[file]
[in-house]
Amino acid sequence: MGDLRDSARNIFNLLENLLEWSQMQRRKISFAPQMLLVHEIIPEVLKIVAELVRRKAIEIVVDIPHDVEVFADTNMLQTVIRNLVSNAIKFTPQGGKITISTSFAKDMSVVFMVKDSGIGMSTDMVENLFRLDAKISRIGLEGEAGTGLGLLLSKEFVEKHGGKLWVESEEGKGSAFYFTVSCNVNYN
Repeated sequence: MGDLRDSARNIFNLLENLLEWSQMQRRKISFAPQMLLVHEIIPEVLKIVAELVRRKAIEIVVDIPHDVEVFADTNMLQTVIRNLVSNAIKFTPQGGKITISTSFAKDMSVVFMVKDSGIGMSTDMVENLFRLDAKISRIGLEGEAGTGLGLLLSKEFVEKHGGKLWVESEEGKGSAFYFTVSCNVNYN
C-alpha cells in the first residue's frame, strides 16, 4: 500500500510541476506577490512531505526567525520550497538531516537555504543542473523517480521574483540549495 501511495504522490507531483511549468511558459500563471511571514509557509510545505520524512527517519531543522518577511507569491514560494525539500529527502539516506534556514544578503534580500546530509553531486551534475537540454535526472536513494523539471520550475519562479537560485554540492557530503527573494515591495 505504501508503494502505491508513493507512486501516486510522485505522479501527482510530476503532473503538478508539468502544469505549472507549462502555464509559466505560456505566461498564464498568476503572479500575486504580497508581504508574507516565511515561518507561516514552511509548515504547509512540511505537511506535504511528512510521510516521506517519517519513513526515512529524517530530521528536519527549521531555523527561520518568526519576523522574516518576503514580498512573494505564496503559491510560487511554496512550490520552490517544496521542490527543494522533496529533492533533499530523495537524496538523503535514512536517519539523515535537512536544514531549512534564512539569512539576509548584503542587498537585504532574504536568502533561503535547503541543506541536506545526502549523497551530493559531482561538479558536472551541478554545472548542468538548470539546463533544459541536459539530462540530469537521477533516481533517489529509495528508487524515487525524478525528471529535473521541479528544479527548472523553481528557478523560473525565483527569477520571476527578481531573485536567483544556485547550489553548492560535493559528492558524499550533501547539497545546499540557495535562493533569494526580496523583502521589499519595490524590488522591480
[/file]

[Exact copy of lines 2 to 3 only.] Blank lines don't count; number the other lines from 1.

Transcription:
Amino acid sequence: MGDLRDSARNIFNLLENLLEWSQMQRRKISFAPQMLLVHEIIPEVLKIVAELVRRKAIEIVVDIPHDVEVFADTNMLQTVIRNLVSNAIKFTPQGGKITISTSFAKDMSVVFMVKDSGIGMSTDMVENLFRLDAKISRIGLEGEAGTGLGLLLSKEFVEKHGGKLWVESEEGKGSAFYFTVSCNVNYN
Repeated sequence: MGDLRDSARNIFNLLENLLEWSQMQRRKISFAPQMLLVHEIIPEVLKIVAELVRRKAIEIVVDIPHDVEVFADTNMLQTVIRNLVSNAIKFTPQGGKITISTSFAKDMSVVFMVKDSGIGMSTDMVENLFRLDAKISRIGLEGEAGTGLGLLLSKEFVEKHGGKLWVESEEGKGSAFYFTVSCNVNYN